It has been a concern among parents that stimulants like Ritalin and Adderall, which are often prescribed to treat their children’s Attention Deficit Hyperactivity Disorder (ADHD), might increase their children's risk of substance abuse later on, but it turns out that the opposite is actually true, provided the child is diagnosed sooner and that his or her treatment lasts longer.
Researchers at the University of Michigan Institute for Research on Women and Gender evaluated a sample of 40,000 high school seniors, 3,500 of which were prescribed stimulants and 1,300 who were prescribed non-stimulant medication. The researchers then compiled information on the teens’ debaucherous habits insofar as if they participated in things like binge drinking, cigarette smoking, and whether or not they used illicit drugs, like cocaine.
Interestingly, the number of teens who did participate in the debaucherous behavior was greater among those who took non-stimulant medication than those who were prescribed stimulants. Taking prescribed stimulants later in life and using those stimulants for a shorter amount of time also contributed to whether or not the teens went on to abuse illicit substances later in life.
Correlation does not always equal causation, however, so what we should take away from this study is not the type of medication that the teens were on (since one in every eight teens has used both stimulant and non-stimulated medication to treat ADHD), but the fact that early detection and treatment of the condition is more critical than the drug that is used to treat it.
You may be asking yourself how that can be possible. Well, simply put, early diagnosis and treatment can mitigate the symptoms of ADHD, which include aggression, excitability, and impulsivity. And the earlier a child can learn to adapt to these kinds of behaviors while being guided with the appropriate medications, then the less likely that child will be to turn to illicit drugs to quell the symptoms, and the better equipped the child will be to cope with the symptoms overall.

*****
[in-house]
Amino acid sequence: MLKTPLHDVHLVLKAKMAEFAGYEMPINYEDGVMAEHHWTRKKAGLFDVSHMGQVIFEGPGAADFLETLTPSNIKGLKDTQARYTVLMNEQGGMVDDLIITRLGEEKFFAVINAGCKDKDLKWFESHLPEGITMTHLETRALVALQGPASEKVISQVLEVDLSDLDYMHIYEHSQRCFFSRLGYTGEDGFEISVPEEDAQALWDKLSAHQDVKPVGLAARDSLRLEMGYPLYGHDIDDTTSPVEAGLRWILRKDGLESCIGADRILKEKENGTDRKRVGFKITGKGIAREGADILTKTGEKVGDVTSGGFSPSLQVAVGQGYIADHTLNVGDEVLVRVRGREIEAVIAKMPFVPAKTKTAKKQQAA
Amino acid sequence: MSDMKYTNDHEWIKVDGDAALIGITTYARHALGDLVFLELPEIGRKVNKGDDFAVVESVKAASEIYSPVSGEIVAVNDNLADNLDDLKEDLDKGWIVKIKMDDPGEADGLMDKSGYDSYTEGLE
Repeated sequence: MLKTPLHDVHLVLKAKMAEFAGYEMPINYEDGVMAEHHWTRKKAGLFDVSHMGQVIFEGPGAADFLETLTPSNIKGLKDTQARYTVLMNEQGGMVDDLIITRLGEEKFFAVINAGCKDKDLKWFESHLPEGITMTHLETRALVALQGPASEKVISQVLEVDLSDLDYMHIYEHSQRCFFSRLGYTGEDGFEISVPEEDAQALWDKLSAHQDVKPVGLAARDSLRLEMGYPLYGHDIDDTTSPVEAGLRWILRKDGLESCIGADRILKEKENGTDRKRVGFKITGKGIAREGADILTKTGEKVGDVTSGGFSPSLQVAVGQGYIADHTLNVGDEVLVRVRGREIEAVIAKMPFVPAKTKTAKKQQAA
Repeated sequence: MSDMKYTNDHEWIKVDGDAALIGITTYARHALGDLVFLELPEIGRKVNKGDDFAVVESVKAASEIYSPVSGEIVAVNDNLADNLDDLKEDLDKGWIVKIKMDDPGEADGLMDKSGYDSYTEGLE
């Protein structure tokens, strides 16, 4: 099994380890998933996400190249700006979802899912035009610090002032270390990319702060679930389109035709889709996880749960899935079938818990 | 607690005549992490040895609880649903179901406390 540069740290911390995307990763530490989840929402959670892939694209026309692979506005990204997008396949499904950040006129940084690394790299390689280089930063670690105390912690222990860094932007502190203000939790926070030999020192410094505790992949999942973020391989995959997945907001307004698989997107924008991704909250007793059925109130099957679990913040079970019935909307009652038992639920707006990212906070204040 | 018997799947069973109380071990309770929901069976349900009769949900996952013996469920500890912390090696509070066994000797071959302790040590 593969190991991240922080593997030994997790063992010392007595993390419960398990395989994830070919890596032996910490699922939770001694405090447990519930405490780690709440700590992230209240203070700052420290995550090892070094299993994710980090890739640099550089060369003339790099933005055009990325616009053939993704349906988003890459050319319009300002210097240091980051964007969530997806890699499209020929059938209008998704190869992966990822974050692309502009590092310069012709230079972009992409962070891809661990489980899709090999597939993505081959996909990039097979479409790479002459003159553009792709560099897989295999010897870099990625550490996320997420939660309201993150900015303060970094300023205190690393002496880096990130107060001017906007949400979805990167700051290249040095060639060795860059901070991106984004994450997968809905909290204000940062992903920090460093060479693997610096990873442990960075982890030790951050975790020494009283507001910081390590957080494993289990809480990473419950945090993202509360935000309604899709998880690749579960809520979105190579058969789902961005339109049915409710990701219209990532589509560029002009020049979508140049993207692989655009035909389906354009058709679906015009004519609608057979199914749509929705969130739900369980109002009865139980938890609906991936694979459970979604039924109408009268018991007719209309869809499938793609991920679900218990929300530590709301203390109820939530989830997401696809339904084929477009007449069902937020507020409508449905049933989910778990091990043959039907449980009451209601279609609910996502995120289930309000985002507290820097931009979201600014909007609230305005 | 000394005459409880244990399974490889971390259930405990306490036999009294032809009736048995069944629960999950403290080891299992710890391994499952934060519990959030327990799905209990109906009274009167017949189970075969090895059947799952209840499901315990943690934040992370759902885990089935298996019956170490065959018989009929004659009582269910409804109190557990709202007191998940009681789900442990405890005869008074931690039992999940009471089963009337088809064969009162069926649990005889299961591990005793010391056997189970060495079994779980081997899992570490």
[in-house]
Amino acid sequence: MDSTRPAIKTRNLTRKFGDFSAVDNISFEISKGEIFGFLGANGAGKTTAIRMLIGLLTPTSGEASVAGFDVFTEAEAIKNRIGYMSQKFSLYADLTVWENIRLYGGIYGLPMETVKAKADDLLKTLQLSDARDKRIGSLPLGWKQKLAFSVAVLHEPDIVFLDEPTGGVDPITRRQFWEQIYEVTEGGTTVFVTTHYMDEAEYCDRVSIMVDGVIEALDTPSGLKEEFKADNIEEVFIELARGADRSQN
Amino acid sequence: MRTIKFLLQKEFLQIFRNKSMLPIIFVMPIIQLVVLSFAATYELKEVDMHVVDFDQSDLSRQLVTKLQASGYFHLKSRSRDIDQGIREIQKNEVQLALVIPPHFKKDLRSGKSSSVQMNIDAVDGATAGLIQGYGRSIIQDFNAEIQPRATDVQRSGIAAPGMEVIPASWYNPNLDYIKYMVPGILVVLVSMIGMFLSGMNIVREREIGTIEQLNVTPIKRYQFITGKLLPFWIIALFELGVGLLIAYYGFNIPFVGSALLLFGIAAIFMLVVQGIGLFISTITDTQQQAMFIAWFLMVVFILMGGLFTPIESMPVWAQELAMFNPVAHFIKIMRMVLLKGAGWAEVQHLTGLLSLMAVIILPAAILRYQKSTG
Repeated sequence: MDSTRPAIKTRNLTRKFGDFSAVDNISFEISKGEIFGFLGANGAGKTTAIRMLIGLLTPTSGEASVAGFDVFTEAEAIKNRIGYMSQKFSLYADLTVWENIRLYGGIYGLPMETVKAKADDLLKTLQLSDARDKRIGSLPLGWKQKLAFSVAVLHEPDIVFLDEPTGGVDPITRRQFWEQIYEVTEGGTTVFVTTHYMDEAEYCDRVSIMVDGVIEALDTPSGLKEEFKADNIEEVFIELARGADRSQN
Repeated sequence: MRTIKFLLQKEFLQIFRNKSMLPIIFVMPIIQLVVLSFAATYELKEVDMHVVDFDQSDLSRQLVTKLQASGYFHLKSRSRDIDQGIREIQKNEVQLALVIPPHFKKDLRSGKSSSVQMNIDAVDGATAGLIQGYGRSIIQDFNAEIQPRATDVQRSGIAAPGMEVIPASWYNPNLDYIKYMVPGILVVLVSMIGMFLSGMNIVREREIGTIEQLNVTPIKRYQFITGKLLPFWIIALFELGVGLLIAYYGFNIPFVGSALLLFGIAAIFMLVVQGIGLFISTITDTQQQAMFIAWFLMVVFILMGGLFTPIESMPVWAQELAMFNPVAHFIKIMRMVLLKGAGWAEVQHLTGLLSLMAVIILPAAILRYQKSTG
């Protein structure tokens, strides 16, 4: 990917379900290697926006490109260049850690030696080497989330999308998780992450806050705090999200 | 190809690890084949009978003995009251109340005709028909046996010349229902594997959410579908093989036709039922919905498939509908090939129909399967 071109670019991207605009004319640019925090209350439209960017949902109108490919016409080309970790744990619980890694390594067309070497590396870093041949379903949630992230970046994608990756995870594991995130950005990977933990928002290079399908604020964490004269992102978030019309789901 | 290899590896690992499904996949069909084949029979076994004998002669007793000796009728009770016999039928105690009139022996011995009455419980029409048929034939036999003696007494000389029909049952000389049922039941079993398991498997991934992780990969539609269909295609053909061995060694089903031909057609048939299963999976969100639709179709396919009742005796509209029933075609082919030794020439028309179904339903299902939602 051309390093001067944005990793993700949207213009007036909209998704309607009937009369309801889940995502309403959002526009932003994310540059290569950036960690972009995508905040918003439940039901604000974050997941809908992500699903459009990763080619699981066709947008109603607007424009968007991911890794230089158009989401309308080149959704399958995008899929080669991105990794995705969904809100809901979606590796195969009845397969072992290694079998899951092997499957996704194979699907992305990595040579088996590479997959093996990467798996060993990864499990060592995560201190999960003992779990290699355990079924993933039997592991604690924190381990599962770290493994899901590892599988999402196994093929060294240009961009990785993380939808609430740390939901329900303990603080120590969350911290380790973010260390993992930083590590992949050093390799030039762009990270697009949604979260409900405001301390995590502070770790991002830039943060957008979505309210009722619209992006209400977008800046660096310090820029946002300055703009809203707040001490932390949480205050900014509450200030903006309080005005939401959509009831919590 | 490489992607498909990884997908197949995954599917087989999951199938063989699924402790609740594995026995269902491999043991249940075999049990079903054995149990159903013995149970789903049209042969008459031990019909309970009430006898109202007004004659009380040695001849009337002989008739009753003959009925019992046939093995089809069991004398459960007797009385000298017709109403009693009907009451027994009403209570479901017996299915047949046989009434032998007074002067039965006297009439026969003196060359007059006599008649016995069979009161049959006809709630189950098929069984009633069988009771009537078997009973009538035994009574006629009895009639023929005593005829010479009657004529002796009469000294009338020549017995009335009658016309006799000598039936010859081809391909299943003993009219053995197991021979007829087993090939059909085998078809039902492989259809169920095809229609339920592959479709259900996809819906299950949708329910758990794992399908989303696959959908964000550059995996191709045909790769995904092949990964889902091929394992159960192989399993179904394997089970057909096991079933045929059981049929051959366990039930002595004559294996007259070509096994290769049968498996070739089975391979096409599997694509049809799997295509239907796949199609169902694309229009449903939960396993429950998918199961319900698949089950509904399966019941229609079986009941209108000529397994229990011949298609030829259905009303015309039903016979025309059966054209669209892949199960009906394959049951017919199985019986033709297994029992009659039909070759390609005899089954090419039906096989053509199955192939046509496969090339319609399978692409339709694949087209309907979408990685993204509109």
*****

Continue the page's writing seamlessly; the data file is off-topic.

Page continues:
In the past, parents have feared drugs like Ritalin and Adderall could potentially be “gateway drugs”; that is, drugs that lead to other stronger drugs down the line. However, the results of this research experiment have proven that this is not the case and that parents should seek out and be open to the possibility of treating their children’s ADHD conditions with prescribed stimulants.
In addition to seeking early intervention if a parent suspects that his or her child may be afflicted with ADHD, Sean Esteban McCabe, the leader of the study mentioned here, suggests that parents can do more to ensure that their children do not end up addicted to illicit substances later in life. Mainly, parents can serve as role models for their children insofar as being responsible when it comes to taking their own medicines.
That is to say that adults should see their doctors regularly, for well visits as well as sick, and should they be prescribed medication by their doctors that they should take that medication responsibly. Parents should not take more medication than is prescribed to them, and they should not seek out alternative medications to treat their conditions without first speaking to their doctors.